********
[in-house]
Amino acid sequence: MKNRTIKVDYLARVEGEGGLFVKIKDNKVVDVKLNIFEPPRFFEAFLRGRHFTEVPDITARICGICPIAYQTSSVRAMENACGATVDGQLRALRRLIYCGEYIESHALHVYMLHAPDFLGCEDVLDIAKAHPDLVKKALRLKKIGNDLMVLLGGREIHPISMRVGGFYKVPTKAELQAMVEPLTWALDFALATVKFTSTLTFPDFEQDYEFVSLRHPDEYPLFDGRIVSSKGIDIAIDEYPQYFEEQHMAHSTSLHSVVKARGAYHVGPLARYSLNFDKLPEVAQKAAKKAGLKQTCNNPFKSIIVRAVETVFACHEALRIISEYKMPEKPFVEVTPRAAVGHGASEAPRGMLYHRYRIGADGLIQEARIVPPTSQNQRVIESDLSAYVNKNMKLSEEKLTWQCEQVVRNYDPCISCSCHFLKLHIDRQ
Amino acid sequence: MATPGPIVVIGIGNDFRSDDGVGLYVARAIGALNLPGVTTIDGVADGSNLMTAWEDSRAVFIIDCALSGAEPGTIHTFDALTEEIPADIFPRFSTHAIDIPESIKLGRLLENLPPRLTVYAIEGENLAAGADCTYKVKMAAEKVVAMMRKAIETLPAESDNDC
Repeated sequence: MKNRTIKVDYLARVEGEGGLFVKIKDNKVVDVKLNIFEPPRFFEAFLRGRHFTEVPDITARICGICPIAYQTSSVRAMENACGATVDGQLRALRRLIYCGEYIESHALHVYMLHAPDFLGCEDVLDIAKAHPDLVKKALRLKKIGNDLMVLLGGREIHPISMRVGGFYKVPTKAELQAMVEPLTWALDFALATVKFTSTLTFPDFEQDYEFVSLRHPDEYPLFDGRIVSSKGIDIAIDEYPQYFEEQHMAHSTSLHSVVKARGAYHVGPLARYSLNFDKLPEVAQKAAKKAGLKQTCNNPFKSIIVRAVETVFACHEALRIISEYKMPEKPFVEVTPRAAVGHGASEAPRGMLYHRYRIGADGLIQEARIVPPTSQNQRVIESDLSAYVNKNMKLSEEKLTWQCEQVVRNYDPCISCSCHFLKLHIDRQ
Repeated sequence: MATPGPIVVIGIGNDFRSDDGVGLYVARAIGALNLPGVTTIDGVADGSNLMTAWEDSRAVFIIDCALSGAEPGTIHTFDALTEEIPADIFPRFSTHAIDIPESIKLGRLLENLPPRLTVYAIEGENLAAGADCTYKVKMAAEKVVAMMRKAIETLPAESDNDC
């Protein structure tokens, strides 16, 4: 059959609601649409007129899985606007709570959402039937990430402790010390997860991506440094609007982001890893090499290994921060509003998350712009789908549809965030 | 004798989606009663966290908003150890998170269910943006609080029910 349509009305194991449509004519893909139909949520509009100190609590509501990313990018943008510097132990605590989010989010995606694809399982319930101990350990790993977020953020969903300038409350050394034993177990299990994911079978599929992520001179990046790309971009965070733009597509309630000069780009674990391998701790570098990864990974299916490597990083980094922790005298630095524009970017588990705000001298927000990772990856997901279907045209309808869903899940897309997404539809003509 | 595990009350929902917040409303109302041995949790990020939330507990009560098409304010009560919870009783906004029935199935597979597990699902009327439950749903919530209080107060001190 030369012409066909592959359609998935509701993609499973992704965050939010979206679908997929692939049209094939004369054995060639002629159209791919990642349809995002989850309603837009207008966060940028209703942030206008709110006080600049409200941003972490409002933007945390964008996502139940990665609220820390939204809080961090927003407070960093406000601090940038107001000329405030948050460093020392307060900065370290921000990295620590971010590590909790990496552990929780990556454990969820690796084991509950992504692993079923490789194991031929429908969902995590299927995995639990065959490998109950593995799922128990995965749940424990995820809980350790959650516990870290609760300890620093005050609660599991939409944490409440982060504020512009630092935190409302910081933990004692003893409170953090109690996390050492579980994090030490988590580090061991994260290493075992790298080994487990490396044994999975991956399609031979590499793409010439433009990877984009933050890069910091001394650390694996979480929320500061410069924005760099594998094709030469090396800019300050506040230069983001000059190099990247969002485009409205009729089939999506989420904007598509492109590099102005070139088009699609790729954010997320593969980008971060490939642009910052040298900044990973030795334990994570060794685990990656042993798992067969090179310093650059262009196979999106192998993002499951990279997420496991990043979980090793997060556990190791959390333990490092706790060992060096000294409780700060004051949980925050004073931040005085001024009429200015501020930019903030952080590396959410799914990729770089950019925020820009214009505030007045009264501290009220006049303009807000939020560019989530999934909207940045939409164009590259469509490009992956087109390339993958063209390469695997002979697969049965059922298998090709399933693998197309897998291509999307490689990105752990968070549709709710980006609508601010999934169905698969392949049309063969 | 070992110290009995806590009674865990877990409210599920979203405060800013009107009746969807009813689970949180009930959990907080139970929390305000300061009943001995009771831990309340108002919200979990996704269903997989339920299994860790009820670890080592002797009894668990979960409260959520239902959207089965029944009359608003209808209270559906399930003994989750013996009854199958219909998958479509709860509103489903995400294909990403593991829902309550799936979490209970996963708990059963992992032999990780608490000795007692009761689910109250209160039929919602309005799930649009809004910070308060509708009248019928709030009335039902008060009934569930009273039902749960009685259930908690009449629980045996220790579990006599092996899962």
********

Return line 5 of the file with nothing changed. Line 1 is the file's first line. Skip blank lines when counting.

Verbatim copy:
Repeated sequence: MATPGPIVVIGIGNDFRSDDGVGLYVARAIGALNLPGVTTIDGVADGSNLMTAWEDSRAVFIIDCALSGAEPGTIHTFDALTEEIPADIFPRFSTHAIDIPESIKLGRLLENLPPRLTVYAIEGENLAAGADCTYKVKMAAEKVVAMMRKAIETLPAESDNDC